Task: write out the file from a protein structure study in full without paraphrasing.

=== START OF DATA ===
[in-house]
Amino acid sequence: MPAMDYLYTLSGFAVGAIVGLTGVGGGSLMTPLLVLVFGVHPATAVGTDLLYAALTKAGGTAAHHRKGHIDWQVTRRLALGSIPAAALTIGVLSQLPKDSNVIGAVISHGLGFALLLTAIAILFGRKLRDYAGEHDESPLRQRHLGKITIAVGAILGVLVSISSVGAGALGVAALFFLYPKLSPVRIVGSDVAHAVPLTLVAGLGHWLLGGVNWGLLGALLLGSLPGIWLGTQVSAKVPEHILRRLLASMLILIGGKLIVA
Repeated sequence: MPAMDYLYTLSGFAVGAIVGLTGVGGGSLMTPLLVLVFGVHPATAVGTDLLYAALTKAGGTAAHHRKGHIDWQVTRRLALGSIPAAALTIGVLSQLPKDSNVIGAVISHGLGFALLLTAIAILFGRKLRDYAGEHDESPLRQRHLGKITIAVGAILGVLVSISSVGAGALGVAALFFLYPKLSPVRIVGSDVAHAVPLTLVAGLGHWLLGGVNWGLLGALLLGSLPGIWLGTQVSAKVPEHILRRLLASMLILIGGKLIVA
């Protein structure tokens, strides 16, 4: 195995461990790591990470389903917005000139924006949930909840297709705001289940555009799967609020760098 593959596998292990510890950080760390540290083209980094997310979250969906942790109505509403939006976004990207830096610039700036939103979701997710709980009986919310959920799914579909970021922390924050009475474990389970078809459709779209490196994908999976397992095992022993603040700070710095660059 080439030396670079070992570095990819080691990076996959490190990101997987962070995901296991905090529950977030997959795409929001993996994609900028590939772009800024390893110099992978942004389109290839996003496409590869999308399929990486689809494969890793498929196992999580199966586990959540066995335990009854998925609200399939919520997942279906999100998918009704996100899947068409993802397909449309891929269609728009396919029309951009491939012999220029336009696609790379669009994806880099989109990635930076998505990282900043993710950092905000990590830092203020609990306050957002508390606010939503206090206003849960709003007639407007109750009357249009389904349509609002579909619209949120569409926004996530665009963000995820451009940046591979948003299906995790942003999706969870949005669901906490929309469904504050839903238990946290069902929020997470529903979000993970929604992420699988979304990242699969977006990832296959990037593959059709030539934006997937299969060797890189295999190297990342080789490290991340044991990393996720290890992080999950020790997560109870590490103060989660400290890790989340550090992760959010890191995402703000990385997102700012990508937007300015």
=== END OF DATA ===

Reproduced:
[in-house]
Amino acid sequence: MPAMDYLYTLSGFAVGAIVGLTGVGGGSLMTPLLVLVFGVHPATAVGTDLLYAALTKAGGTAAHHRKGHIDWQVTRRLALGSIPAAALTIGVLSQLPKDSNVIGAVISHGLGFALLLTAIAILFGRKLRDYAGEHDESPLRQRHLGKITIAVGAILGVLVSISSVGAGALGVAALFFLYPKLSPVRIVGSDVAHAVPLTLVAGLGHWLLGGVNWGLLGALLLGSLPGIWLGTQVSAKVPEHILRRLLASMLILIGGKLIVA
Repeated sequence: MPAMDYLYTLSGFAVGAIVGLTGVGGGSLMTPLLVLVFGVHPATAVGTDLLYAALTKAGGTAAHHRKGHIDWQVTRRLALGSIPAAALTIGVLSQLPKDSNVIGAVISHGLGFALLLTAIAILFGRKLRDYAGEHDESPLRQRHLGKITIAVGAILGVLVSISSVGAGALGVAALFFLYPKLSPVRIVGSDVAHAVPLTLVAGLGHWLLGGVNWGLLGALLLGSLPGIWLGTQVSAKVPEHILRRLLASMLILIGGKLIVA
């Protein structure tokens, strides 16, 4: 195995461990790591990470389903917005000139924006949930909840297709705001289940555009799967609020760098 593959596998292990510890950080760390540290083209980094997310979250969906942790109505509403939006976004990207830096610039700036939103979701997710709980009986919310959920799914579909970021922390924050009475474990389970078809459709779209490196994908999976397992095992022993603040700070710095660059 080439030396670079070992570095990819080691990076996959490190990101997987962070995901296991905090529950977030997959795409929001993996994609900028590939772009800024390893110099992978942004389109290839996003496409590869999308399929990486689809494969890793498929196992999580199966586990959540066995335990009854998925609200399939919520997942279906999100998918009704996100899947068409993802397909449309891929269609728009396919029309951009491939012999220029336009696609790379669009994806880099989109990635930076998505990282900043993710950092905000990590830092203020609990306050957002508390606010939503206090206003849960709003007639407007109750009357249009389904349509609002579909619209949120569409926004996530665009963000995820451009940046591979948003299906995790942003999706969870949005669901906490929309469904504050839903238990946290069902929020997470529903979000993970929604992420699988979304990242699969977006990832296959990037593959059709030539934006997937299969060797890189295999190297990342080789490290991340044991990393996720290890992080999950020790997560109870590490103060989660400290890790989340550090992760959010890191995402703000990385997102700012990508937007300015």